In Lexon Insurance Company v. City of Cape Coral, 2017 WL 5759059 (Fla 2d DCA Nov. 29, 2017), the court held that the five-year statute of limitations on a surety bond contract begins to run once the bond principal (typically a contractor) breaches the bonded contract, not when the bond obligee (typically the owner) demands that the surety cure the principal’s default and not when the surety denies the bond claim.

In January of 2005, the City of Cape Coral adopted an ordinance for a commercial and residential development. The ordinance required the developer, Priority Developers, Inc., to provide a performance bond naming the City as obligee, with the bond to be for the estimated cost to complete all required site improvements. Lexon Insurance Company was the surety that issued the bonds totaling $7.7 million.

In March 2007, the developer stopped paying the general contractor, work on the project ceased, and the City stopped performing inspections. In 2009, the construction lender, BankAtlantic, obtained a foreclosure judgment against the developer.

On October 27, 2010, the City contacted the surety, informing that it wanted “to place a claim to have the outstanding work on this project completed” and to inquire as to the next steps. The surety responded by requesting further information. The City did not respond. On July 23, 2012, the City demanded that the surety cure the principal’s default. On October 23, 2012, the City filed suit against the surety.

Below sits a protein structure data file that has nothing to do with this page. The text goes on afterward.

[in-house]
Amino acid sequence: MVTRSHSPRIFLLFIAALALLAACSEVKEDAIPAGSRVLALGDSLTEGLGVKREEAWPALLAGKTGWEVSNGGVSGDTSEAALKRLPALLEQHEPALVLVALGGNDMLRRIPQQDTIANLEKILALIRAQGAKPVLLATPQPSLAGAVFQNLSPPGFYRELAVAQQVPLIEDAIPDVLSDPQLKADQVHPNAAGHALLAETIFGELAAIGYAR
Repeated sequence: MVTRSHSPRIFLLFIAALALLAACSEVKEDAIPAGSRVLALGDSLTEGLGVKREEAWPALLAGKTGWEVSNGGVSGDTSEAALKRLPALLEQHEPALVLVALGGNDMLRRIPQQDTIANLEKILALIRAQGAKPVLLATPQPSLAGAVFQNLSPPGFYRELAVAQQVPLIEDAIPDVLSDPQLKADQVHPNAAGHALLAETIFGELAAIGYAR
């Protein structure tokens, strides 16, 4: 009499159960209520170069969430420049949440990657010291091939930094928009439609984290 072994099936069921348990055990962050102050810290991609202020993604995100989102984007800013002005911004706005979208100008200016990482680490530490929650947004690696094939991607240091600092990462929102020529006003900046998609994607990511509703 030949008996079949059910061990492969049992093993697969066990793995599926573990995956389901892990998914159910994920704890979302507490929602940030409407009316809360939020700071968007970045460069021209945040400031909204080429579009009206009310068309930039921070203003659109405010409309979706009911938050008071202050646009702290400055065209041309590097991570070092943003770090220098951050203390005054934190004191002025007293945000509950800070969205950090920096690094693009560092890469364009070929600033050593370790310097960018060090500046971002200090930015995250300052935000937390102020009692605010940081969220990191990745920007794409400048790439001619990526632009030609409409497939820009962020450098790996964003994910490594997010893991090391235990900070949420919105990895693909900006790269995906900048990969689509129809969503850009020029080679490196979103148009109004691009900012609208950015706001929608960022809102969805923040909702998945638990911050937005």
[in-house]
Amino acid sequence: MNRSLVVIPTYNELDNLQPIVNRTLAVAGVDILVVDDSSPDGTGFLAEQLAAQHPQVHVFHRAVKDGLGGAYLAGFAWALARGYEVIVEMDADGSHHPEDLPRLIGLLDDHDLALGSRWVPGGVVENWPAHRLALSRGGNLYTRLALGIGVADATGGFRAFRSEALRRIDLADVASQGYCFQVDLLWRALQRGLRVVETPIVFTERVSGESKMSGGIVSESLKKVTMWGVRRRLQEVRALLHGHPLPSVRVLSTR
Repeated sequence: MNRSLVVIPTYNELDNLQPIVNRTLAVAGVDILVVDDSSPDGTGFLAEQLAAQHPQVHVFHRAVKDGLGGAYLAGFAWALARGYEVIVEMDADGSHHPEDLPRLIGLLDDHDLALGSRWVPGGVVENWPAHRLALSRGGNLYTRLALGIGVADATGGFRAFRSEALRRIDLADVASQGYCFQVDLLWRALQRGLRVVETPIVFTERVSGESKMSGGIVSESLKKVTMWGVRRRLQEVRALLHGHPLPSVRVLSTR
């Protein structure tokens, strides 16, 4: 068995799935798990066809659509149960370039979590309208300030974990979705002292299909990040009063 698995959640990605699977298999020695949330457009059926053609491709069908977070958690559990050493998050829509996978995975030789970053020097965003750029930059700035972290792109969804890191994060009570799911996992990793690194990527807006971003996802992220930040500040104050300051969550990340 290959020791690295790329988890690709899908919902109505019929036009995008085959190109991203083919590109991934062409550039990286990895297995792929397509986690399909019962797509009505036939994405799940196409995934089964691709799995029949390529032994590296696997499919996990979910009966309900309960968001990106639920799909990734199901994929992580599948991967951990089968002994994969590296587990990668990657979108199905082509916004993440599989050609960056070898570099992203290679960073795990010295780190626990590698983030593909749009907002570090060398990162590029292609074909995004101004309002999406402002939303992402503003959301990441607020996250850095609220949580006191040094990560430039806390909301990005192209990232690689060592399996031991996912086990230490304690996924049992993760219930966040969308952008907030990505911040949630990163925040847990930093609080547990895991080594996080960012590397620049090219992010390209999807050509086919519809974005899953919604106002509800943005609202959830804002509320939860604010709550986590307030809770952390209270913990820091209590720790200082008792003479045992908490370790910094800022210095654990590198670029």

In November 2015, the matter went to trial. The trial judge ruled against the surety, finding that that the surety breached its obligations to the City when the surety wrongfully denied the City’s claim. The surety appealed.

On appeal, the surety argued that the City’s claim was barred by the statute of limitations which began to run when the principal, Priority Developers, Inc., abandoned the project in March 2007. The City apparently took the position that its right to sue on the bond only began to run when the City made demand upon the surety to cure the developer’s default.

A surety’s liability is generally co-extensive with and based upon the bond principal’s liability. Consistent with that rule, the appellate court held that the statute of limitations on a performance bond claim begins to run when the bond principal breaches the underlying construction contract. As a result, the trial court’s judgment against the surety was reversed.

Contact Us Today

Law Office of Robert S. Tanner

Admitted in Florida, the District of Columbia, and Maryland

Contact the construction law attorney Robert S. Tanner today to discuss your legal representation concerning construction contracts, payment issues, contractor or subcontractor nonperformance, liens and bonds, deficient or defective construction, and insurance issues. Contact Now

Contact Us Today